What drew you to street photography initially?
I was drawn to street photography because I like to people watch and seeing the different faces – some sad, some happy, the different walks of life – as we all live in a multi-cultural society. Every day is a new one you never know what’s around the corner, that’s why street photography is exciting.
It would appear you especially enjoy shooting street portraits. What kind of reactions do you usually get? It looks like you’ve seen it all. Any funny stories or interesting experiences you might want to share?
I like doing street portraits because when you get up close, they can tell so many stories about that person. In one story, I took a close up of a street man and his knowledge of photography was really good. He told me about when he was shooting film back in the day. It was so sad to see him on the streets now.
This image is great:
It’s so human and I feel like we really see a piece of this lady, not just a stranger on the street. How do you get portraits like that? How do you bring out the “humanity” in people?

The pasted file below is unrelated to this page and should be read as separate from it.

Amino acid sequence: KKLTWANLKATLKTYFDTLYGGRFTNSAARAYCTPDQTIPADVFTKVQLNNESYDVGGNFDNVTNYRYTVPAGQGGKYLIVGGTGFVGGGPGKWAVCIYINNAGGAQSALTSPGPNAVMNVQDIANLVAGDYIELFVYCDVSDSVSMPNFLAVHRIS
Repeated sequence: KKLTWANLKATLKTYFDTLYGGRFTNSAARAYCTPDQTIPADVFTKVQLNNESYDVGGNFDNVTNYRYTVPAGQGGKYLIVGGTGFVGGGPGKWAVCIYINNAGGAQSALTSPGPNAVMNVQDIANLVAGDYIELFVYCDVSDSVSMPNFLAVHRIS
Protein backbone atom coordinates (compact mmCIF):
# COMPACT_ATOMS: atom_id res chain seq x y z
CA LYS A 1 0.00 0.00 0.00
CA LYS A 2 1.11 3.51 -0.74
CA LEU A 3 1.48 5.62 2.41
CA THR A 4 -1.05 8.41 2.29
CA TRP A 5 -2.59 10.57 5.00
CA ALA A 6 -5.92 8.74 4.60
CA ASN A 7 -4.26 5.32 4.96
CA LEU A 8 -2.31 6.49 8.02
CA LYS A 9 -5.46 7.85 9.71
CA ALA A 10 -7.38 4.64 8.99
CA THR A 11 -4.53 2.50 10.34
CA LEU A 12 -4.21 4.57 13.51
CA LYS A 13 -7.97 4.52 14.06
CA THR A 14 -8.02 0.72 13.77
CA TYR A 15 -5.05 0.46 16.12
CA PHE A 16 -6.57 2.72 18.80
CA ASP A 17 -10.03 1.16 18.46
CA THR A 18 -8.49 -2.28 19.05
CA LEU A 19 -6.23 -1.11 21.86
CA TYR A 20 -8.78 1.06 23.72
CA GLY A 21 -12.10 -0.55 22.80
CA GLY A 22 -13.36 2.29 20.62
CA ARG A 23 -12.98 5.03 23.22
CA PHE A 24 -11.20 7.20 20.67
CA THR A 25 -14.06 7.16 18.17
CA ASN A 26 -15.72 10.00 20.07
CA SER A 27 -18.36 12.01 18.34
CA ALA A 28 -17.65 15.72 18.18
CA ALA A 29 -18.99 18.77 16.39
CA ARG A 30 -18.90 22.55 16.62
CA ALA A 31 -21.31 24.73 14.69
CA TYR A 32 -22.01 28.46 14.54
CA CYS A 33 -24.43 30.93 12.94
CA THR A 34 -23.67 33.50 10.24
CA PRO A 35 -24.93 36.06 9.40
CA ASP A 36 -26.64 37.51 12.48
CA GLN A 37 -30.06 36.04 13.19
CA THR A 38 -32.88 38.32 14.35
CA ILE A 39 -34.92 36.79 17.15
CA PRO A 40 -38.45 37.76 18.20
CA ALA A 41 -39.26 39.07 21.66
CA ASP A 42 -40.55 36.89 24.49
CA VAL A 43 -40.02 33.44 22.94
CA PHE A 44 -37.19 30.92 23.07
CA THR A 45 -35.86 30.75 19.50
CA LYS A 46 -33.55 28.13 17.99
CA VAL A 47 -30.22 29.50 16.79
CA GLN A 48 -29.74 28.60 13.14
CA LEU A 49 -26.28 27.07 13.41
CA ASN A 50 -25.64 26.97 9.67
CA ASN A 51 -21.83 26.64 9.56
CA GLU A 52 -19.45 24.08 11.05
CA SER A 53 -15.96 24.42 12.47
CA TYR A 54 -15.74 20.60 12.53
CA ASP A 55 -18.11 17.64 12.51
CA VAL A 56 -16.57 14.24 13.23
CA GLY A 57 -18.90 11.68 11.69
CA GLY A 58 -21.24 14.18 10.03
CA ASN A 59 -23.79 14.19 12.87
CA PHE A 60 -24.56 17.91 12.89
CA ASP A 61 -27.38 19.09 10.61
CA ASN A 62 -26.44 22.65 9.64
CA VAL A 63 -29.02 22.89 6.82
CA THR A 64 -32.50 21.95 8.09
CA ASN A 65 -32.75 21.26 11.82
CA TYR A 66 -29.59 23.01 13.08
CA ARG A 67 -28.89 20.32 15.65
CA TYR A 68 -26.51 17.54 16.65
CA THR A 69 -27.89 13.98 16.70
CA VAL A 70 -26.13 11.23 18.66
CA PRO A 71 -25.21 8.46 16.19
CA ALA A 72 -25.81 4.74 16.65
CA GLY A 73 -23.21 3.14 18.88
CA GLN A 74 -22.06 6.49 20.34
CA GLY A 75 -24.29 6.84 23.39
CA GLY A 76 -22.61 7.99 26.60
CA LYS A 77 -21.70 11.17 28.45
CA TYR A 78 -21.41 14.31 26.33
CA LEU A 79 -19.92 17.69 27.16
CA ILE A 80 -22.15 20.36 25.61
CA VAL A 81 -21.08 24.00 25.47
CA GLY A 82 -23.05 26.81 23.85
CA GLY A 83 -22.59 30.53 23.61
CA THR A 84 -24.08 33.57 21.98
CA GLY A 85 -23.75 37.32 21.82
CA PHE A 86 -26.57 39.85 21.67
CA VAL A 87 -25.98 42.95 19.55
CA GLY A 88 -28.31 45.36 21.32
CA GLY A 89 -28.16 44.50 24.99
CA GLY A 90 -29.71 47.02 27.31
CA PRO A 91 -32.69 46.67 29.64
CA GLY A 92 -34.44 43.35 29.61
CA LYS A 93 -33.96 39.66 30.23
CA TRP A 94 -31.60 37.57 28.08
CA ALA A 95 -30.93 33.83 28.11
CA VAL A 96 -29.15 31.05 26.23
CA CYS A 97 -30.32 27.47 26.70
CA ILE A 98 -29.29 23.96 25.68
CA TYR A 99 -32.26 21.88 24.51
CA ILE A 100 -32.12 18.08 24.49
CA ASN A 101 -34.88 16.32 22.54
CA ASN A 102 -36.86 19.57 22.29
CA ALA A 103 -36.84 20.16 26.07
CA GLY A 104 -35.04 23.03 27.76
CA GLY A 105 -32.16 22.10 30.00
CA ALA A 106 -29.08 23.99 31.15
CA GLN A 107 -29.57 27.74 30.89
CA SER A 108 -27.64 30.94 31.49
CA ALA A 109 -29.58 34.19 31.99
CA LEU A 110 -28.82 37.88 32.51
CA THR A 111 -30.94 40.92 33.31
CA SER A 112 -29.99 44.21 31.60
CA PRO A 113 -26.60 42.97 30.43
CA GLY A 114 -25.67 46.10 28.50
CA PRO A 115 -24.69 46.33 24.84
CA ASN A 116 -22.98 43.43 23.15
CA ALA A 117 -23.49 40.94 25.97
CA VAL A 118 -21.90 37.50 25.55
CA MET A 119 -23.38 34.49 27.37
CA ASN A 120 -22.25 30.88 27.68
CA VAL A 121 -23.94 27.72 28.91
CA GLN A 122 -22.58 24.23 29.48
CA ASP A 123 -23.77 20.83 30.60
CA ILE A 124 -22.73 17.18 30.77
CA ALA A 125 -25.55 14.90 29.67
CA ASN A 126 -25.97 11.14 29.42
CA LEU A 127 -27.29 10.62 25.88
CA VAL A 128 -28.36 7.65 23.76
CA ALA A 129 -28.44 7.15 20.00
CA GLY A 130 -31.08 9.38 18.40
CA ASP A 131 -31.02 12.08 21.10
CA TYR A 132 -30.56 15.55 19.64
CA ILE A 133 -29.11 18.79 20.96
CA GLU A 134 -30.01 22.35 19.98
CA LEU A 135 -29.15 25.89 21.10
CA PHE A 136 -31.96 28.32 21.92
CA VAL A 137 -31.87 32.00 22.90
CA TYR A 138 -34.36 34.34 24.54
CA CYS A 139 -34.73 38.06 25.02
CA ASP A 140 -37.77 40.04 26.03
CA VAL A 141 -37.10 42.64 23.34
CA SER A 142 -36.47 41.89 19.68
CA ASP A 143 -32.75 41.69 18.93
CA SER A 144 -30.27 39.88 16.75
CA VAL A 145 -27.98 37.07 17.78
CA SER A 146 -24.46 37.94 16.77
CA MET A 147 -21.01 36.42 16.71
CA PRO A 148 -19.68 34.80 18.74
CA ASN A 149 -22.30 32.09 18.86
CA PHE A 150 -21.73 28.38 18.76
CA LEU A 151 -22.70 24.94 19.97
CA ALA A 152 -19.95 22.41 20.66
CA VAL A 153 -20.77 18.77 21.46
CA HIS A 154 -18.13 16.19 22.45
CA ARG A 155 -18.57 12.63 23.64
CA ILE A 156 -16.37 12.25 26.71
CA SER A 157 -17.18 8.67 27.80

In the picture of the lady, she was selling mod badges and I bought one. Then I asked if I could take her picture and she blew me a kiss. We just started laughing and having a chat. She asked what I was doing, if I work for a local paper, I said no. I explained that I was a street photographer, going around taking pictures of people. When I do a street portrait, I will wait for the moment to take the picture. I get some good reactions when they look up or sometimes I will just take the shot.
If you had to pick one thing, what would you say has helped you to improve your street photography the most?
One thing that has helped me to improve my street photography is to keep going out on the street. The most important thing is knowing your camera and when I go out, I pretty much know what am looking for in a shot.
What has street photography taught you?
What street photography has taught me is the importance of getting to know your camera and how to adapt to changes in light condtions. Also, to be nice to people if they ask what you are doing and why you are doing street photography. Doing street photography is not easy, taking pictures of stangers. I still hesitate when I take a picture – what if they get angry at me, what if I offend them or make them angry? Street photography has made me a better person. It’s made me come out of my shell and along the way I have met some great street photographers.
See more of Eddie’s work on his Flickr photostream.